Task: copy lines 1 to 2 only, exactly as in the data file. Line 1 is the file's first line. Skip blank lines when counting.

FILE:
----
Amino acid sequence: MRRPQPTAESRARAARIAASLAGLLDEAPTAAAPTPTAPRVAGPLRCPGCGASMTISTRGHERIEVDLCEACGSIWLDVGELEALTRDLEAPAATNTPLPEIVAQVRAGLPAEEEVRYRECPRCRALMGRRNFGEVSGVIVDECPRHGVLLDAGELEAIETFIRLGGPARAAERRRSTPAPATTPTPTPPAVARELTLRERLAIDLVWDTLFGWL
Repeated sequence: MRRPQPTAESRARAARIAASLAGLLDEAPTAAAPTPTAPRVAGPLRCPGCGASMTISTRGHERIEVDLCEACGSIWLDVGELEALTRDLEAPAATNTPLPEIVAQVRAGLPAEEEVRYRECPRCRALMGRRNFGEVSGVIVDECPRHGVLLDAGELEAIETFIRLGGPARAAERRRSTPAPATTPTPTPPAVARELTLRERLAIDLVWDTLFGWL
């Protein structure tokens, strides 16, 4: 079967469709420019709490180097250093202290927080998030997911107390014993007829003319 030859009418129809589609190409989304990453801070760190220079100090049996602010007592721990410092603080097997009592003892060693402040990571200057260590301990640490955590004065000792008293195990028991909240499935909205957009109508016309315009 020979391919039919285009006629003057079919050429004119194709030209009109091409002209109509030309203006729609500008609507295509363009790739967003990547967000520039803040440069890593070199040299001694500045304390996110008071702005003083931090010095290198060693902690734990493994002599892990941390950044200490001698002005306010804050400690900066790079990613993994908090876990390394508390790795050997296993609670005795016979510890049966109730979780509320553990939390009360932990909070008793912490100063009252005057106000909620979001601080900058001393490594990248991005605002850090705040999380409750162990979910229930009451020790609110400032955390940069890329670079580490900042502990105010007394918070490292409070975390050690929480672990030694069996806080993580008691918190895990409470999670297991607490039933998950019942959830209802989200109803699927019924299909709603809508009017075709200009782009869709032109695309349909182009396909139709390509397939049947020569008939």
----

Amino acid sequence: MRRPQPTAESRARAARIAASLAGLLDEAPTAAAPTPTAPRVAGPLRCPGCGASMTISTRGHERIEVDLCEACGSIWLDVGELEALTRDLEAPAATNTPLPEIVAQVRAGLPAEEEVRYRECPRCRALMGRRNFGEVSGVIVDECPRHGVLLDAGELEAIETFIRLGGPARAAERRRSTPAPATTPTPTPPAVARELTLRERLAIDLVWDTLFGWL
Repeated sequence: MRRPQPTAESRARAARIAASLAGLLDEAPTAAAPTPTAPRVAGPLRCPGCGASMTISTRGHERIEVDLCEACGSIWLDVGELEALTRDLEAPAATNTPLPEIVAQVRAGLPAEEEVRYRECPRCRALMGRRNFGEVSGVIVDECPRHGVLLDAGELEAIETFIRLGGPARAAERRRSTPAPATTPTPTPPAVARELTLRERLAIDLVWDTLFGWL